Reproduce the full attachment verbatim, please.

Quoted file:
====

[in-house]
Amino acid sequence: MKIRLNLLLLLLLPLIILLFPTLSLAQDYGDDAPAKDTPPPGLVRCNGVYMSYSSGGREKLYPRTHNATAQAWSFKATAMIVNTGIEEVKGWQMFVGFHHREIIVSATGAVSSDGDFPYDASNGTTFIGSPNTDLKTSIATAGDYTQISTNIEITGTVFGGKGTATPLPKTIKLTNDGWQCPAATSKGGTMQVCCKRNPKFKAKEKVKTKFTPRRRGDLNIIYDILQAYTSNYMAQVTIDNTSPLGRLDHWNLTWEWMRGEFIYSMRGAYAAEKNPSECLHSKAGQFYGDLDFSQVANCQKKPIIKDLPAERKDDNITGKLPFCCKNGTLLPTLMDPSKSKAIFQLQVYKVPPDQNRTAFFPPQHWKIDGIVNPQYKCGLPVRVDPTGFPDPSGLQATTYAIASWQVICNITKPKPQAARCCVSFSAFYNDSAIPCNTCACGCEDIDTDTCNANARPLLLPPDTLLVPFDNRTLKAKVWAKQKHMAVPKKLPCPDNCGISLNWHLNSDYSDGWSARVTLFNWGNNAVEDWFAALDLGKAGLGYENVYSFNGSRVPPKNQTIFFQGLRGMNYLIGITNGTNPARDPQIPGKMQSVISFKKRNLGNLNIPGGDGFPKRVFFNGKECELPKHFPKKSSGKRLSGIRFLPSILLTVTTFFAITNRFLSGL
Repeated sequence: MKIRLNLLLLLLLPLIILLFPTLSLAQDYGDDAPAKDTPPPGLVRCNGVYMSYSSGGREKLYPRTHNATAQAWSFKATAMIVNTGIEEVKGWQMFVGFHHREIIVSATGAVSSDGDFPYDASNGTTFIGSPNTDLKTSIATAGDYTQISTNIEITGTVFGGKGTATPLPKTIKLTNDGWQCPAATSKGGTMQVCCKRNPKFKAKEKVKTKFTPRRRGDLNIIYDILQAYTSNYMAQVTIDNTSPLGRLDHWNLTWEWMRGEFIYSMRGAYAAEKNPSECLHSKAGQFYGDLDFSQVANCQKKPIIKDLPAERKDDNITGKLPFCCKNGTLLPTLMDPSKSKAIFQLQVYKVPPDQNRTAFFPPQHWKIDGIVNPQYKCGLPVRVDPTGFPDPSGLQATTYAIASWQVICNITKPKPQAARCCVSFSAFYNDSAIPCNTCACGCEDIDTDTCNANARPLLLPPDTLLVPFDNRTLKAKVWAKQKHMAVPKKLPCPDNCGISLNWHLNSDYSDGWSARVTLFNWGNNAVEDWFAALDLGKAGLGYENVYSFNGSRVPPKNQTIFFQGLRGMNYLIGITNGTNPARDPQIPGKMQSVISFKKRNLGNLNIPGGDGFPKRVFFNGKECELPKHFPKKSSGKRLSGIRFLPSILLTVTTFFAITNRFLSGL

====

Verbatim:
[in-house]
Amino acid sequence: MKIRLNLLLLLLLPLIILLFPTLSLAQDYGDDAPAKDTPPPGLVRCNGVYMSYSSGGREKLYPRTHNATAQAWSFKATAMIVNTGIEEVKGWQMFVGFHHREIIVSATGAVSSDGDFPYDASNGTTFIGSPNTDLKTSIATAGDYTQISTNIEITGTVFGGKGTATPLPKTIKLTNDGWQCPAATSKGGTMQVCCKRNPKFKAKEKVKTKFTPRRRGDLNIIYDILQAYTSNYMAQVTIDNTSPLGRLDHWNLTWEWMRGEFIYSMRGAYAAEKNPSECLHSKAGQFYGDLDFSQVANCQKKPIIKDLPAERKDDNITGKLPFCCKNGTLLPTLMDPSKSKAIFQLQVYKVPPDQNRTAFFPPQHWKIDGIVNPQYKCGLPVRVDPTGFPDPSGLQATTYAIASWQVICNITKPKPQAARCCVSFSAFYNDSAIPCNTCACGCEDIDTDTCNANARPLLLPPDTLLVPFDNRTLKAKVWAKQKHMAVPKKLPCPDNCGISLNWHLNSDYSDGWSARVTLFNWGNNAVEDWFAALDLGKAGLGYENVYSFNGSRVPPKNQTIFFQGLRGMNYLIGITNGTNPARDPQIPGKMQSVISFKKRNLGNLNIPGGDGFPKRVFFNGKECELPKHFPKKSSGKRLSGIRFLPSILLTVTTFFAITNRFLSGL
Repeated sequence: MKIRLNLLLLLLLPLIILLFPTLSLAQDYGDDAPAKDTPPPGLVRCNGVYMSYSSGGREKLYPRTHNATAQAWSFKATAMIVNTGIEEVKGWQMFVGFHHREIIVSATGAVSSDGDFPYDASNGTTFIGSPNTDLKTSIATAGDYTQISTNIEITGTVFGGKGTATPLPKTIKLTNDGWQCPAATSKGGTMQVCCKRNPKFKAKEKVKTKFTPRRRGDLNIIYDILQAYTSNYMAQVTIDNTSPLGRLDHWNLTWEWMRGEFIYSMRGAYAAEKNPSECLHSKAGQFYGDLDFSQVANCQKKPIIKDLPAERKDDNITGKLPFCCKNGTLLPTLMDPSKSKAIFQLQVYKVPPDQNRTAFFPPQHWKIDGIVNPQYKCGLPVRVDPTGFPDPSGLQATTYAIASWQVICNITKPKPQAARCCVSFSAFYNDSAIPCNTCACGCEDIDTDTCNANARPLLLPPDTLLVPFDNRTLKAKVWAKQKHMAVPKKLPCPDNCGISLNWHLNSDYSDGWSARVTLFNWGNNAVEDWFAALDLGKAGLGYENVYSFNGSRVPPKNQTIFFQGLRGMNYLIGITNGTNPARDPQIPGKMQSVISFKKRNLGNLNIPGGDGFPKRVFFNGKECELPKHFPKKSSGKRLSGIRFLPSILLTVTTFFAITNRFLSGL